Much work is also being done to develop tests that can diagnose Alzheimer’s early. The hope is that early diagnosis will enable early treatment which will either cure Alzheimer’s or reduce the progression of the disease to a crawl. But, there are no treatments yet. Personally, I have no interest in taking a test that will inform me I have an incurable condition. I do, however, applaud those who take tests and participate in experimental trials of drugs with the hope that they will lead to a successful treatment.

It should be remembered that all tests are flawed and produce false alarms. That is they can inform you that you have the condition, when in fact you do not. Also remember the cases discussed above in which brains that are ravaged with amyloid plaques belonged to people who exhibited no evidence of cognitive decline. How can this be? The most prominent theory is that these people had a cognitive reserve that either prevented the occurrence of the disease or slowed its progression to the point where it was not noticeable. These cognitive reserves are thought to be the result of people who stayed mentally active. Leading a healthy lifestyle is also important. So the path I am following is to build up this cognitive reserve. The Healthymemory Blog is devoted to activities and information that should be helpful in building this cognitive reserve.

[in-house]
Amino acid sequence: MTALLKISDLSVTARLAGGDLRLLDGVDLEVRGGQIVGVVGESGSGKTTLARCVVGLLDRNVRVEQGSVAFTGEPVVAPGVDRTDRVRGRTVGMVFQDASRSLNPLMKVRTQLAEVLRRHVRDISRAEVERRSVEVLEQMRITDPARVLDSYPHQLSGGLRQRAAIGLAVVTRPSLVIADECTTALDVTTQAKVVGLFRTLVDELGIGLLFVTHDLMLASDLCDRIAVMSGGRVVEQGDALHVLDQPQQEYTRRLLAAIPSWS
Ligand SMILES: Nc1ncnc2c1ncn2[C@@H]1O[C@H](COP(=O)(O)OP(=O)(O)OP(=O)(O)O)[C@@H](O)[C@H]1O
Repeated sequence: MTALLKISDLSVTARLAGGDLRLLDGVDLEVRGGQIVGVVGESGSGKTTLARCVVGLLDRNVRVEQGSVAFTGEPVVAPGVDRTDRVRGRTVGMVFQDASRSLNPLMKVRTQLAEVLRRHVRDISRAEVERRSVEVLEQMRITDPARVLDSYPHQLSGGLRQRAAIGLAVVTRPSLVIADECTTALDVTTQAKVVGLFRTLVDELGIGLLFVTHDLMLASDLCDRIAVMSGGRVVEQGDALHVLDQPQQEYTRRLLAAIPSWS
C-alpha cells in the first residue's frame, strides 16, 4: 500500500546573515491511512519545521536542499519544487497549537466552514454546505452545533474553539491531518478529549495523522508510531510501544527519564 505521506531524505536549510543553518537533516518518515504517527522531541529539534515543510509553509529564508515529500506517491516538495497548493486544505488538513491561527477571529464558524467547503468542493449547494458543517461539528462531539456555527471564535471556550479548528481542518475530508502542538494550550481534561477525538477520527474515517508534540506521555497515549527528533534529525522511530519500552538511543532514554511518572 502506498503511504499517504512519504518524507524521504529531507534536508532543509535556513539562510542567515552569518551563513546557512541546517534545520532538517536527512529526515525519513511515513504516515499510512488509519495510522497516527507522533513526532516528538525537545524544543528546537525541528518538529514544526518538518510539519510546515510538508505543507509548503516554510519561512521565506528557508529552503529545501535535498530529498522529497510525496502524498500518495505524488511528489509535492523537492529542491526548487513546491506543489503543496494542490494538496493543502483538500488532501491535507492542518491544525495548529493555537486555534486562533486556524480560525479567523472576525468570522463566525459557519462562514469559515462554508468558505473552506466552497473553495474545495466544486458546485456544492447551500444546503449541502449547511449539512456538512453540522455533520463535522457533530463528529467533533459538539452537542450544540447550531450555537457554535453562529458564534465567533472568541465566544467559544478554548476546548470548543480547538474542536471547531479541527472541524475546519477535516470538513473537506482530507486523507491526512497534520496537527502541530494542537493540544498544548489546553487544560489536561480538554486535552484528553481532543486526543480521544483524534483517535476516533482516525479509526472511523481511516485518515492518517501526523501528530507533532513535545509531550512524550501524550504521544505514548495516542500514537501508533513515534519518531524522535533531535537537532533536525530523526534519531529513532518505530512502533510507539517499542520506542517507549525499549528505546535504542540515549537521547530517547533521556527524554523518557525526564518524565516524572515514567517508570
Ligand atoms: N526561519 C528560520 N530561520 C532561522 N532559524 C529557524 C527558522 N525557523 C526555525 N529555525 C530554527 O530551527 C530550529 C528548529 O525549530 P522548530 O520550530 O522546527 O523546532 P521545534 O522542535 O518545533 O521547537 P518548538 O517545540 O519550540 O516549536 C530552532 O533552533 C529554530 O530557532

1Weir, K. (2011). Memory keepers. Monitor on Psychology, June, 32-35.

© Douglas Griffith and, 2011. Unauthorized use and/or duplication of this material without express and written permission from this blog’s author and/or owner is strictly prohibited. Excerpts and links may be used, provided that full and clear credit is given to Douglas Griffith and with appropriate and specific direction to the original content.